The action of rotating a camera about its vertical axis.
A schedule of movie projects in production
An original light image captured on film.
Work performed on a movie after the end of principal photography. Usually involves editing and visual effects.
It begins once a project has been greenlit. At this stage in film production preparations go into effect. Financing will generally be confirmed and many of the key elements such as principal cast members, director and cinematographer are set. By the end of pre-production, the screenplay is hopefully finalized and satisfactory to all the financiers and other stakeholders.
The person responsible for raising funds, hiring key personnel, arranging for distributors, and following the film from idea to completion.
The entity responsible for fundraising for the production. It may join with a parent company, partner, or private investor. It provides the physical basis for works in the realms of the performing arts, new media art, film, television, radio, and video.
The person responsible for the overall look of a filmed event such as films, TV programs, video games, music videos or adverts. Working directly with the director and producer, they must select the settings and style to visually tell the story.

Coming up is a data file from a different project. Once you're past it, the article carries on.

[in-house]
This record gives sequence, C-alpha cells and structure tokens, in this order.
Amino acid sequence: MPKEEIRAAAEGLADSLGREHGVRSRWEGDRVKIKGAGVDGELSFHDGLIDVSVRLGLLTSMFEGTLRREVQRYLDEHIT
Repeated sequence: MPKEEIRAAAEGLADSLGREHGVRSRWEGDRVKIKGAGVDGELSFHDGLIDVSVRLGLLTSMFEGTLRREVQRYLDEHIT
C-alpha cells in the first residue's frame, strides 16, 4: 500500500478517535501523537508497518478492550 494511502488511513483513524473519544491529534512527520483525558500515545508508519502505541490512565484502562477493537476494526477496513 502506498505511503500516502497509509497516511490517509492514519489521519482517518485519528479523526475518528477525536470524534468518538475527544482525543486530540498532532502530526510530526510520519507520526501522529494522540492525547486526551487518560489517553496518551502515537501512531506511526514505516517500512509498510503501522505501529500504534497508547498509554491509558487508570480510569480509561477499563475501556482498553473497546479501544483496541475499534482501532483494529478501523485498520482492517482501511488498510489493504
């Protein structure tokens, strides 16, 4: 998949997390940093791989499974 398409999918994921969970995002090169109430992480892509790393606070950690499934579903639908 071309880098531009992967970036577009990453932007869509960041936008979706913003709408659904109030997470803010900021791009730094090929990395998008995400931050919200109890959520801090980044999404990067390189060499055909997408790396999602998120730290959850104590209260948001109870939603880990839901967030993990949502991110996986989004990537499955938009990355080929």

Happens when a shot taken at a 120-180 degree angle from the preceding shot.
Workers responsible for setting up lighting and scaffolding on film sets.
A script written to be produced as a movie.
A person who either adapts stories or writes screenplays for film.
An environment used for filming.
The list given to the film crew of all the shots for that day.
The length of time that a single frame is exposed for.
A large area (usually in a studio) where elaborate sets may be constructed.
A form of animation in which objects are filmed frame-by-frame and altered slightly in between each frame. Also known as go-motion
A sequence of pictures created to describe each scene in the film production.
An abridged script; longer than a synopsis. It consists of a summary of each major scene of a proposed movie and descriptions of the significant characters and may even include snippets of dialogue.
The process of slowing the frame rate of a camera down, so that when the captured pictures are played at the normal frame rate the action appears to be in fast motion. (fast-motion)
A camera technique created by Alfred Hitchcock that involves tracking backwards while simultaneously zooming in, making the person or object in the center of the image seem stationary while their surroundings change.
To finish shooting at the end of the day or the end of the production.
A shot in which the magnification of the objects by the camera's lenses is increased or decreased.